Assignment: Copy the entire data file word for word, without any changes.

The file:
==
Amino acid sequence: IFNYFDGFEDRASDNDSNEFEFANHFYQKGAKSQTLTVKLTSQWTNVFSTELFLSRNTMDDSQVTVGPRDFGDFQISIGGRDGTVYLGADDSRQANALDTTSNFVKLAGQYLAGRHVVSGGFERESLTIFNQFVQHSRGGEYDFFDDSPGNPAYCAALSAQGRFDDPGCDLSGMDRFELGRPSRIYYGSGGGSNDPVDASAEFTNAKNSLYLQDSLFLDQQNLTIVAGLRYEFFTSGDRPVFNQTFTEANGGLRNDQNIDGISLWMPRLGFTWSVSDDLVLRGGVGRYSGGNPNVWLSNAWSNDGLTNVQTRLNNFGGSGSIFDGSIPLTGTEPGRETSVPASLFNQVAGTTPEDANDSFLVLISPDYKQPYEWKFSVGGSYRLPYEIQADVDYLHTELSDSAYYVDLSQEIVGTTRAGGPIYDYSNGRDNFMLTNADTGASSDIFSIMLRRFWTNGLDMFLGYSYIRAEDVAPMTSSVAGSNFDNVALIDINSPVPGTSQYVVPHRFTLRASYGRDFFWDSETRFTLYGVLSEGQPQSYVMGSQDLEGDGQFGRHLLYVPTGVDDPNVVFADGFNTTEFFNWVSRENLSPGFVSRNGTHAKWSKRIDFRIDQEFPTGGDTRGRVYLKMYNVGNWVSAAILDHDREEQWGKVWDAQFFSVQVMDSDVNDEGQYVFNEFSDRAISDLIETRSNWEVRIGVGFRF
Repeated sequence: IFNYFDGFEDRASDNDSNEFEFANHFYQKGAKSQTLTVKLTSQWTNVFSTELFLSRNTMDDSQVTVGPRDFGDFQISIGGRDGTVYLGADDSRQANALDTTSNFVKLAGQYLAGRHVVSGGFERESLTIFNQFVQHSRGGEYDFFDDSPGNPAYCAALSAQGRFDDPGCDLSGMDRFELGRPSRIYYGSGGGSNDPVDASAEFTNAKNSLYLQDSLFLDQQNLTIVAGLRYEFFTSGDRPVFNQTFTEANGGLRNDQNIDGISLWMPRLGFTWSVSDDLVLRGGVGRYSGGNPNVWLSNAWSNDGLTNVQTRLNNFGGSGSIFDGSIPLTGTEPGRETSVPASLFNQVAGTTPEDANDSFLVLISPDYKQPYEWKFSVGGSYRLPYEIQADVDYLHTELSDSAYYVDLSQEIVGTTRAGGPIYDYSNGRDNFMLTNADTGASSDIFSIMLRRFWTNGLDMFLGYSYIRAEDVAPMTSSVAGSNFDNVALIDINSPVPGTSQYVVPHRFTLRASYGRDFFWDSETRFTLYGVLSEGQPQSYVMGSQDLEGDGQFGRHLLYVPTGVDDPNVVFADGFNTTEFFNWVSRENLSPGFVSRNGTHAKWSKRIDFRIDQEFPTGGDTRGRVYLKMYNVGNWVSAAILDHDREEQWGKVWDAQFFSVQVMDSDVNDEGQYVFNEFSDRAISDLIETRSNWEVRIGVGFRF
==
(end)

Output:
Amino acid sequence: IFNYFDGFEDRASDNDSNEFEFANHFYQKGAKSQTLTVKLTSQWTNVFSTELFLSRNTMDDSQVTVGPRDFGDFQISIGGRDGTVYLGADDSRQANALDTTSNFVKLAGQYLAGRHVVSGGFERESLTIFNQFVQHSRGGEYDFFDDSPGNPAYCAALSAQGRFDDPGCDLSGMDRFELGRPSRIYYGSGGGSNDPVDASAEFTNAKNSLYLQDSLFLDQQNLTIVAGLRYEFFTSGDRPVFNQTFTEANGGLRNDQNIDGISLWMPRLGFTWSVSDDLVLRGGVGRYSGGNPNVWLSNAWSNDGLTNVQTRLNNFGGSGSIFDGSIPLTGTEPGRETSVPASLFNQVAGTTPEDANDSFLVLISPDYKQPYEWKFSVGGSYRLPYEIQADVDYLHTELSDSAYYVDLSQEIVGTTRAGGPIYDYSNGRDNFMLTNADTGASSDIFSIMLRRFWTNGLDMFLGYSYIRAEDVAPMTSSVAGSNFDNVALIDINSPVPGTSQYVVPHRFTLRASYGRDFFWDSETRFTLYGVLSEGQPQSYVMGSQDLEGDGQFGRHLLYVPTGVDDPNVVFADGFNTTEFFNWVSRENLSPGFVSRNGTHAKWSKRIDFRIDQEFPTGGDTRGRVYLKMYNVGNWVSAAILDHDREEQWGKVWDAQFFSVQVMDSDVNDEGQYVFNEFSDRAISDLIETRSNWEVRIGVGFRF
Repeated sequence: IFNYFDGFEDRASDNDSNEFEFANHFYQKGAKSQTLTVKLTSQWTNVFSTELFLSRNTMDDSQVTVGPRDFGDFQISIGGRDGTVYLGADDSRQANALDTTSNFVKLAGQYLAGRHVVSGGFERESLTIFNQFVQHSRGGEYDFFDDSPGNPAYCAALSAQGRFDDPGCDLSGMDRFELGRPSRIYYGSGGGSNDPVDASAEFTNAKNSLYLQDSLFLDQQNLTIVAGLRYEFFTSGDRPVFNQTFTEANGGLRNDQNIDGISLWMPRLGFTWSVSDDLVLRGGVGRYSGGNPNVWLSNAWSNDGLTNVQTRLNNFGGSGSIFDGSIPLTGTEPGRETSVPASLFNQVAGTTPEDANDSFLVLISPDYKQPYEWKFSVGGSYRLPYEIQADVDYLHTELSDSAYYVDLSQEIVGTTRAGGPIYDYSNGRDNFMLTNADTGASSDIFSIMLRRFWTNGLDMFLGYSYIRAEDVAPMTSSVAGSNFDNVALIDINSPVPGTSQYVVPHRFTLRASYGRDFFWDSETRFTLYGVLSEGQPQSYVMGSQDLEGDGQFGRHLLYVPTGVDDPNVVFADGFNTTEFFNWVSRENLSPGFVSRNGTHAKWSKRIDFRIDQEFPTGGDTRGRVYLKMYNVGNWVSAAILDHDREEQWGKVWDAQFFSVQVMDSDVNDEGQYVFNEFSDRAISDLIETRSNWEVRIGVGFRF